Are you in an EQ state of mind? We’ve all heard about IQ, the intelligence quotient that helps us measure cognitive reasoning and problem solving skills. However EQ, the emotion quotient otherwise known as emotional intelligence, is a measurement of how we respond to and interpret signals from others. As Pearl Zhu maintains in her Future of CIO blog, although IQ is critical for grappling with complex algorithms and other technical issues, EQ is probably more important in a business or organizational setting that requires interpersonal acumen:
Higher EQ helps you have an open mind, minimize biases, be cautiously optimistic, be effective listener and be more creative. All these qualities become critical when you are leading and have to constantly align and motivate people to follow your direction; when you deal with cross functional peers where you do not have authority and be persuasive with other senior managers who have strong opinion about doing things.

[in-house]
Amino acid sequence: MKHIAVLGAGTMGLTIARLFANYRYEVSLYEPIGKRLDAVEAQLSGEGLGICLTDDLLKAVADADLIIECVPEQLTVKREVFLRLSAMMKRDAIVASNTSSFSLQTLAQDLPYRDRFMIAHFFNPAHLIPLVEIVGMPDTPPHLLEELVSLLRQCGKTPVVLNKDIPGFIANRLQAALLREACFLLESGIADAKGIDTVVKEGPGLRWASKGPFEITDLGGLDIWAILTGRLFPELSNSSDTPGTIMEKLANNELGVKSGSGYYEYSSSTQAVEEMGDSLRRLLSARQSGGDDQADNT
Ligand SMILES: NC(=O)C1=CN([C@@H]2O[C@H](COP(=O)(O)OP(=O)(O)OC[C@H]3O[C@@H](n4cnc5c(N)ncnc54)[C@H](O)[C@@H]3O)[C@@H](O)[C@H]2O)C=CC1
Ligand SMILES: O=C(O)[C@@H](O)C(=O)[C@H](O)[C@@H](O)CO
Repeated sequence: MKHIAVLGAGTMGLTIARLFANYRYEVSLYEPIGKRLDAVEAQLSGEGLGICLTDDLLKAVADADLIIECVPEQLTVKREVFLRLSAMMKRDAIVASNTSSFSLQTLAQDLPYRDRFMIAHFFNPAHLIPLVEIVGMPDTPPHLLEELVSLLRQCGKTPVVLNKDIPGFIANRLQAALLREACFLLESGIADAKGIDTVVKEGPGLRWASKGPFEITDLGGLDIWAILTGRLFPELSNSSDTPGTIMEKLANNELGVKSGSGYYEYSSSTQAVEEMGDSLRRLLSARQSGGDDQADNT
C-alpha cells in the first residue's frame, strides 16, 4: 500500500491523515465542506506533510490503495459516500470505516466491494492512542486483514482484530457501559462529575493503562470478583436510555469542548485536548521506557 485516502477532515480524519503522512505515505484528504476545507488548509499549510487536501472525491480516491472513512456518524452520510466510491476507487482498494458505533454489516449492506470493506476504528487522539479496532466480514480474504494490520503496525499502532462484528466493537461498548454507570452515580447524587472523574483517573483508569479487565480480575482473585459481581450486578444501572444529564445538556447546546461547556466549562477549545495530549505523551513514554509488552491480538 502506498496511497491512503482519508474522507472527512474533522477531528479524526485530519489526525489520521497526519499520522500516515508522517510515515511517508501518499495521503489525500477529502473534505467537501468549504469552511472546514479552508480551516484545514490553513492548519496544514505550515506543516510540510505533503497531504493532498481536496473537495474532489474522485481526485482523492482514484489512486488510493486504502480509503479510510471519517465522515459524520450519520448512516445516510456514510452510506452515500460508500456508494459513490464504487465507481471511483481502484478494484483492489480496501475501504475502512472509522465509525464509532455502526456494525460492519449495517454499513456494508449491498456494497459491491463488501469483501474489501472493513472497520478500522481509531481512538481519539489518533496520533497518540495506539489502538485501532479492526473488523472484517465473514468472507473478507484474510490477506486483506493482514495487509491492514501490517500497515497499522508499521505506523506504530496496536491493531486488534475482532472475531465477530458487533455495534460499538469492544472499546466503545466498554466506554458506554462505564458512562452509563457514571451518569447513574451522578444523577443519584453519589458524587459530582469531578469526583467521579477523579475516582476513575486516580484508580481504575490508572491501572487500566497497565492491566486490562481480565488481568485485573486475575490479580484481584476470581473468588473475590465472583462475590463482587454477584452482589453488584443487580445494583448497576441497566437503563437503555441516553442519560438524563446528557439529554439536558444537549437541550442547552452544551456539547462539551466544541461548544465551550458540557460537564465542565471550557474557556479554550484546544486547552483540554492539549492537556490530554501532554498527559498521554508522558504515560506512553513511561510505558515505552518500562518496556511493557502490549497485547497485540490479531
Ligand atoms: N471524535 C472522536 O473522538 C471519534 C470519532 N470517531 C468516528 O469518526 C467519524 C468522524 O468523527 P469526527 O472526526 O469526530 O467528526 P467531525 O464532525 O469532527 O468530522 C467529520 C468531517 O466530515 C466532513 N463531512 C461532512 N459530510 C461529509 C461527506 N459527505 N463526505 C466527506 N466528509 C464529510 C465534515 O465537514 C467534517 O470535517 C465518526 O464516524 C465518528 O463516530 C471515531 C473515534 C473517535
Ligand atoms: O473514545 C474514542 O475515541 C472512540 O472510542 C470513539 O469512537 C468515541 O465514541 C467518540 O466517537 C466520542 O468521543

Evil eQ versus EQ for Others
Of course, some may seek to use their powers of EQ for evil ends, not for good. For instance, Zhu cautions against thinking of EQ in terms of what she calls “political cleverness,” the unprincipled Machiavellian quest for power at the expense of others. Instead, EQ should be used as a positive mindset that motivates others and allows the individual to weather the tides of success and failure. Knowing the difference between egotistical intelligence ‘eQ’ and emotional intelligence ‘EQ’ is to know the difference between effective and ineffective management.
Read the original post at http://futureofcio.blogspot.com/2014/11/a-high-eq-mindset.html